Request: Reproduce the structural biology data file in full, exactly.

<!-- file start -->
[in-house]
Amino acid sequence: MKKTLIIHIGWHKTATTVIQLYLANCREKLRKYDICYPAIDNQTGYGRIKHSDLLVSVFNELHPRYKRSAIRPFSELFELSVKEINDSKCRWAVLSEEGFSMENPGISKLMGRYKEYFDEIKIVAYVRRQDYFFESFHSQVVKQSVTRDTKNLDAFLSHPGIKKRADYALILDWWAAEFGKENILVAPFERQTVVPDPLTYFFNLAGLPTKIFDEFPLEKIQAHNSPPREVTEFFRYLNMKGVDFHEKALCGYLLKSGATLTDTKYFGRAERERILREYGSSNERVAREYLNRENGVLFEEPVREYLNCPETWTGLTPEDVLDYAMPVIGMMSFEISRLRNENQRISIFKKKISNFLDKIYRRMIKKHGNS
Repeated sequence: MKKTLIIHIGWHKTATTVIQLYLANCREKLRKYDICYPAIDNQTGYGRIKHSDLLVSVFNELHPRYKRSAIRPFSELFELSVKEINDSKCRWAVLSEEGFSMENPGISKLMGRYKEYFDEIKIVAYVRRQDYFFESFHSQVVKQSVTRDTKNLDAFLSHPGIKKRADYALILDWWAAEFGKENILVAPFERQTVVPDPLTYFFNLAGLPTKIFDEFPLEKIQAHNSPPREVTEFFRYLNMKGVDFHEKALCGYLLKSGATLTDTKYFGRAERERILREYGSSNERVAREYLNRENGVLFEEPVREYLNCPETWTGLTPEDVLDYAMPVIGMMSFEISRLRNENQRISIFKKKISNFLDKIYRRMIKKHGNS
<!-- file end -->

[in-house]
Amino acid sequence: MKKTLIIHIGWHKTATTVIQLYLANCREKLRKYDICYPAIDNQTGYGRIKHSDLLVSVFNELHPRYKRSAIRPFSELFELSVKEINDSKCRWAVLSEEGFSMENPGISKLMGRYKEYFDEIKIVAYVRRQDYFFESFHSQVVKQSVTRDTKNLDAFLSHPGIKKRADYALILDWWAAEFGKENILVAPFERQTVVPDPLTYFFNLAGLPTKIFDEFPLEKIQAHNSPPREVTEFFRYLNMKGVDFHEKALCGYLLKSGATLTDTKYFGRAERERILREYGSSNERVAREYLNRENGVLFEEPVREYLNCPETWTGLTPEDVLDYAMPVIGMMSFEISRLRNENQRISIFKKKISNFLDKIYRRMIKKHGNS
Repeated sequence: MKKTLIIHIGWHKTATTVIQLYLANCREKLRKYDICYPAIDNQTGYGRIKHSDLLVSVFNELHPRYKRSAIRPFSELFELSVKEINDSKCRWAVLSEEGFSMENPGISKLMGRYKEYFDEIKIVAYVRRQDYFFESFHSQVVKQSVTRDTKNLDAFLSHPGIKKRADYALILDWWAAEFGKENILVAPFERQTVVPDPLTYFFNLAGLPTKIFDEFPLEKIQAHNSPPREVTEFFRYLNMKGVDFHEKALCGYLLKSGATLTDTKYFGRAERERILREYGSSNERVAREYLNRENGVLFEEPVREYLNCPETWTGLTPEDVLDYAMPVIGMMSFEISRLRNENQRISIFKKKISNFLDKIYRRMIKKHGNS